In 2021, Kathryn Hayhoe published Saving Us: A Climate Scientist’s Case for Hope and Healing in a Divided World. As her publisher summarizes, “Over the past fifteen years Hayhoe has found that the most important thing we can do to address climate change is talk about it—and she wants to teach you how.”
When Greg’s recent sermons weave in some science, we want to share them with you as examples of how preaching with science can work.
While Christian theologians generally believe we are uniquely made in the image of God, few agree on the details of what it is that makes humans unique. The topic is rich and complex, requiring us to consider Scripture, theology and science. In an attempt to do this complexity justice, BioLogos has produced six podcast episodes on the imago Dei which at least provide a good opening to the conversation.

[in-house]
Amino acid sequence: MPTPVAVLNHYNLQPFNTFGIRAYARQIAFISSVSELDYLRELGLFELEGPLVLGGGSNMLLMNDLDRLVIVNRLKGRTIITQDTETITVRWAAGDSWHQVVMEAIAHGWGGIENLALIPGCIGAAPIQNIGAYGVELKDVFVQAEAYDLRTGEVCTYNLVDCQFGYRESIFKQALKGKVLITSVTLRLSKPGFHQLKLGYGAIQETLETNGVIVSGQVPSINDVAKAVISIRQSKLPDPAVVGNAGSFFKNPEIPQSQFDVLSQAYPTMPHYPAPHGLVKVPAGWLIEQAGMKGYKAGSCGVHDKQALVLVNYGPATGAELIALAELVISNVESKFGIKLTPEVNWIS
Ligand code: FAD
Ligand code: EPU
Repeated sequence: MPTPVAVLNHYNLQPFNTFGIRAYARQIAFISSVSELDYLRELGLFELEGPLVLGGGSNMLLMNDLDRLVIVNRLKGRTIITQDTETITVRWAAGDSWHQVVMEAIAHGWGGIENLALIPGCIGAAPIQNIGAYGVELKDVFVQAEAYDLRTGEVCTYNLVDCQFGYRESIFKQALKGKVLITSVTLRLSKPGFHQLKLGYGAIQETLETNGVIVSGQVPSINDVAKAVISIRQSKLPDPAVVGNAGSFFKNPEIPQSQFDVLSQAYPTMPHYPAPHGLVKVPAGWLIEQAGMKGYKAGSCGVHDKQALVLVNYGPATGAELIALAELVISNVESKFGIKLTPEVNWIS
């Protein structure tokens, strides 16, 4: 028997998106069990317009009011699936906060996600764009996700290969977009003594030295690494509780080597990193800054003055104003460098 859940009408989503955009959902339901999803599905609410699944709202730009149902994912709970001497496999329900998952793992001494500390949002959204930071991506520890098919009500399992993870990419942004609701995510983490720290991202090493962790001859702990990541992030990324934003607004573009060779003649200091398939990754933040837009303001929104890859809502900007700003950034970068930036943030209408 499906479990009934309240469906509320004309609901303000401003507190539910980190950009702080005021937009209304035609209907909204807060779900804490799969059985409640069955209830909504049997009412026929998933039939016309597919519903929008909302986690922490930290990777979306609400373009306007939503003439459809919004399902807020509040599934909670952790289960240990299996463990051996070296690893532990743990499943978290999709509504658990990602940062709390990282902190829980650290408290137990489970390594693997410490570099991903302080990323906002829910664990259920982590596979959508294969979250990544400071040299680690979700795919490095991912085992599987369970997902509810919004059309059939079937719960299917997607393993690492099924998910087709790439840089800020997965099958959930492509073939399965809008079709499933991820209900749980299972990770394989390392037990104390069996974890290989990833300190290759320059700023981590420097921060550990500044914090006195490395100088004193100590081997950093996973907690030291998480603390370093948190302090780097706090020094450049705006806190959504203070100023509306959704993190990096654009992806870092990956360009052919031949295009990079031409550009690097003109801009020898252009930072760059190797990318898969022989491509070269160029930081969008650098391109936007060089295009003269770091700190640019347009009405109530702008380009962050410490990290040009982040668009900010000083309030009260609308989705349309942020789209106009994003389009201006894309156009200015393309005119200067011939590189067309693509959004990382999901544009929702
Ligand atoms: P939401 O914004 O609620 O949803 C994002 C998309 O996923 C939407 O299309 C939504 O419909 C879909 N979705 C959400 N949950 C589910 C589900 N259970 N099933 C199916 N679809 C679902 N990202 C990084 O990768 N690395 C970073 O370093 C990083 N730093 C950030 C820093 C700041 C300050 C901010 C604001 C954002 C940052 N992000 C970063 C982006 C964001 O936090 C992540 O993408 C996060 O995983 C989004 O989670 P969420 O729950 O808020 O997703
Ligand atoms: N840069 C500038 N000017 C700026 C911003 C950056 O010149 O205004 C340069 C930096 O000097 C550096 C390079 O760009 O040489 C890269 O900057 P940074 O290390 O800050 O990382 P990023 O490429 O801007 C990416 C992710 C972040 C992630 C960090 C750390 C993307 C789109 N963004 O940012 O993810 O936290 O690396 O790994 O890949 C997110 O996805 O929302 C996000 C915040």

Wheaton Professor John Walton’s The Lost World of Adam and Eve considers how reading Genesis 2 and 3 with consideration to the culture in which it was written can inform our understanding not only of the scriptural text itself but also how we interact with scientific knowledge about the origins of humans.
What better way to learn how to integrate science in a sermon than by example? Here’s one from Greg that he preached for Trinity Sunday. It includes Augustine, C.S. Lewis, banana slugs, and beauty.